Female students weightlift to defy stereotypes, improve health

In the media, the ideal body type for women has traditionally been portrayed as “thin.” The depicted clothing size has always been a size 0 or 2, with brands advertising “fat-slimming” products and lots of cardio exercise to achieve a lean figure. In recent years, however, a handful of women—including senior Lucia Acosta, senior Siham Arsalane and junior Beanie José—have been defying this stereotype by weightlifting, and, as a result, intentionally growing their muscles to have a strong build.

Acosta, Arsalane and José began their lifting journeys over quarantine in the absence of their school sports. Whether the sport was cheer, wrestling or water polo, all lifters had one thing in common—the desire to improve their strength while challenging themselves physically and mentally. To combat feelings of isolation during the COVID-19 lock down, José, a wrestler, turned to lifting as both an outlet and a productive use of time. “When I’m lifting, I know that I have to push myself,” José said. “Being able to have the mental strength to do it is just as important as physical strength.”

Acosta, the cheer team co-captain, also emphasized the importance of stamina when lifting. “You constantly have to be pushing yourself to finish your set or have a personal record,” she said.

Acosta incorporates cardio into her gym routine as well. With advice from a personal trainer over the summer, she has tailored her workouts to serve her body’s needs. “My routine is usually doing cardio and running a mile, and then focusing on one different area of the body depending on the day,” she said.

Women often face an entirely different challenge in weightlifting: competing in a mostly male-dominated sport. Both José and Acosta expressed frustration over the perception that lifting is for men. For Acosta, this has directly affected her experience during her weight training sessions. “When I go to the gym and it’s full of men, I am more self-conscious and feel more judged,” she said.

José, who is already accustomed to the “male-dominated” aspect of wrestling, tries to find the positive side of it. “Being able to lift with your male friends is encouraging because all they want is for you to be better,” José said. “I take the whole ‘male-dominated’ thing as motivation and a challenge. Nothing feels better than beating a man at his own game.”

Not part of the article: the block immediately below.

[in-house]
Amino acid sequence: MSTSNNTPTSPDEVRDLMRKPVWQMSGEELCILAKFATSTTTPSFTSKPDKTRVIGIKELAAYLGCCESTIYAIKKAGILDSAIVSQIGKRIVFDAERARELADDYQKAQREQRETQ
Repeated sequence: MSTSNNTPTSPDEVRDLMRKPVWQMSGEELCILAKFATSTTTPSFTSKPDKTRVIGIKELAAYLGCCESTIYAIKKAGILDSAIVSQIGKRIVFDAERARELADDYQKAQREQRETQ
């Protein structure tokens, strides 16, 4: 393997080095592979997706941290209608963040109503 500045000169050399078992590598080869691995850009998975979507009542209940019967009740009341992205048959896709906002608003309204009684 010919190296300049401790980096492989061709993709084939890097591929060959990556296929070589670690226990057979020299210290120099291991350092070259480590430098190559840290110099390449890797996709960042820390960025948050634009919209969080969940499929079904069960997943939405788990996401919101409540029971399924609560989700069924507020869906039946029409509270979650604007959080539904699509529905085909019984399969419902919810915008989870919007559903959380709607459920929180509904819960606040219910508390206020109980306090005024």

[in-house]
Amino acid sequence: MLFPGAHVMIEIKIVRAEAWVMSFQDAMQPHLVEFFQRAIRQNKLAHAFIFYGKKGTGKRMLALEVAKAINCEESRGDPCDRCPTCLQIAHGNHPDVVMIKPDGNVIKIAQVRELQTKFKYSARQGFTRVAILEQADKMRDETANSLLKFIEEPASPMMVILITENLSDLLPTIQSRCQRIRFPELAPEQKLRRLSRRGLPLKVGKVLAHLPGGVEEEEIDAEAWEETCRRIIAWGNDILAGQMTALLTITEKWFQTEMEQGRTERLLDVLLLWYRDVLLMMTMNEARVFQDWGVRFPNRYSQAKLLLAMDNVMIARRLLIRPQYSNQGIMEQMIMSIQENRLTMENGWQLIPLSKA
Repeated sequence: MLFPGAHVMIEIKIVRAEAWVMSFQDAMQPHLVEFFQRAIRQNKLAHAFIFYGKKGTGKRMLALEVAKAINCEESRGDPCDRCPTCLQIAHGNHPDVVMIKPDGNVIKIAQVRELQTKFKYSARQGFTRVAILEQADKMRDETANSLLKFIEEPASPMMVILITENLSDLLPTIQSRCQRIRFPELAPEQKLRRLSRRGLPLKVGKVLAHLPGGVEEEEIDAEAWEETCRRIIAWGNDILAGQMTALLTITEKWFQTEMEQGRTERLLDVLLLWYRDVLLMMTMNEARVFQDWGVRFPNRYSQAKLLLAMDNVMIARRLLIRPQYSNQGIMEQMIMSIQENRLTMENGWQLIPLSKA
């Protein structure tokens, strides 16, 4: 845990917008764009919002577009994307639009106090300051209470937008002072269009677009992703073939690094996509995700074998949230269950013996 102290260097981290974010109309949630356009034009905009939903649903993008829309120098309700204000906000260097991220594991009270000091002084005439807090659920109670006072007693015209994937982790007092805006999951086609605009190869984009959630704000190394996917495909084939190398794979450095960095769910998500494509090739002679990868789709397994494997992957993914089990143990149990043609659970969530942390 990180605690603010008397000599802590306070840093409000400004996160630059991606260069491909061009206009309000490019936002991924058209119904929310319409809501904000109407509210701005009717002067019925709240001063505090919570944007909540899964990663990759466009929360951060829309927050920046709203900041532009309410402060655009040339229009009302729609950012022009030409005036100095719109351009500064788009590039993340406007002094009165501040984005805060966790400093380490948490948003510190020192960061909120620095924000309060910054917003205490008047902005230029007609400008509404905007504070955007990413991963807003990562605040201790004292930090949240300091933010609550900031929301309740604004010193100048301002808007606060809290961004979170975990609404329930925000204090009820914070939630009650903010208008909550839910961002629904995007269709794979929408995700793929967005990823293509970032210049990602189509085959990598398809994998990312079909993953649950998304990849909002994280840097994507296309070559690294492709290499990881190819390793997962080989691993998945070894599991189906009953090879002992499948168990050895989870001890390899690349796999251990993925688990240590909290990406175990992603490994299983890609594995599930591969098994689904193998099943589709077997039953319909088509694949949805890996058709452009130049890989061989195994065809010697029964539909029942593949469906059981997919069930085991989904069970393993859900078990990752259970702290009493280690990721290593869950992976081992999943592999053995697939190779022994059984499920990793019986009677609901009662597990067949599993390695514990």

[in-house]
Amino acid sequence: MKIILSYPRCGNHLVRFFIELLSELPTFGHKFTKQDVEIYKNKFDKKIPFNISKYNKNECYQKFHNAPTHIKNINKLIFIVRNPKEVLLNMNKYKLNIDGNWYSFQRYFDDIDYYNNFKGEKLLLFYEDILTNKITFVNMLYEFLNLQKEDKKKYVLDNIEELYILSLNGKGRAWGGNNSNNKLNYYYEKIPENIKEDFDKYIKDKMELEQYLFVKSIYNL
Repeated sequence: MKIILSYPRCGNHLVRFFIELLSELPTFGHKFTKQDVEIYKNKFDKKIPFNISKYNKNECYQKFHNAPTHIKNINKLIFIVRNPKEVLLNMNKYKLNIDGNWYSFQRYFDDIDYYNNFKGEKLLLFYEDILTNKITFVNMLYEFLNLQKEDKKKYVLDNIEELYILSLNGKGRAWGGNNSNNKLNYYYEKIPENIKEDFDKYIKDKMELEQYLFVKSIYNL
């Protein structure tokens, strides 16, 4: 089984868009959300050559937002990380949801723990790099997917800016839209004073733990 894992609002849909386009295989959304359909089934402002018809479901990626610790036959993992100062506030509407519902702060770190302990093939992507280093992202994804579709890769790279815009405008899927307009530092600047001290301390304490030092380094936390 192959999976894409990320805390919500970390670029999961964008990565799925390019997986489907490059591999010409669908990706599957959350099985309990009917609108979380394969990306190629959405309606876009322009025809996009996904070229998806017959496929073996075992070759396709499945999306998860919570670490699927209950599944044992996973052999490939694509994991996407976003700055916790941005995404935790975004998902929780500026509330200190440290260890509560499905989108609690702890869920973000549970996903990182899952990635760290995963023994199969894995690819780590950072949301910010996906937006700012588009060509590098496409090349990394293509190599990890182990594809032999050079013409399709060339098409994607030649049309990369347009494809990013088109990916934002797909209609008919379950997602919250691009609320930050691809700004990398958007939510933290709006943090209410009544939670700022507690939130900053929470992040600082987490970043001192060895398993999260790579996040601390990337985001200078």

For any weightlifter, what matters most is the positive impact weightlifting has on their mind and body. Like José, weightlifters often go to the gym as an escape. “After I work out, I feel like a whole new person,” José said. “My mood goes up, and I feel proud o myself because I know I did something good for my body.”

Arsalane, a water polo co-captain, also started to weightlift this past year during the water polo off-season. She emphasizes the power of lifting to feel good in your own skin. “It’s a really good way to work your body and become strong,” Arsalane said. “Afterwards, it feels super good to get [a good pump].”

Not only does lifting have a positive short-term impact, but it also empowers women in the long term. Lifting shifts the focus from having a lean body type to a strong one. In doing so, it reframes thinking from controlling weight by eating less to building more muscle through exercise.

Many teenage girls, Arsalane included, struggle with body image issues. These issues were especially prevalent over quarantine when at-home exercises became popularized through online videos such as YouTuber Chloe Ting’s “10 mins Abs Workout for a Flat Stomach.” Through lifting, however, Arsalane has been able to focus on how her body feels by choosing exercises that she enjoys that make her feel stronger. “Instead of trying to look skinny, I try to look strong now and focus on how I’m feeling instead of on my looks only,” she said. “It’s definitely made me feel better about myself because I feel a lot more powerful.”

Despite weightlifting’s short- and long-term effects, many women still shy away from the sport. Arsalane encourages anyone, even those without experience, to try lifting. “Weightlifting should be destigmatized for women,” Arsalane said. “It’s not about lifting as much as the other people around you. It’s about working your body in a way that makes you feel good.”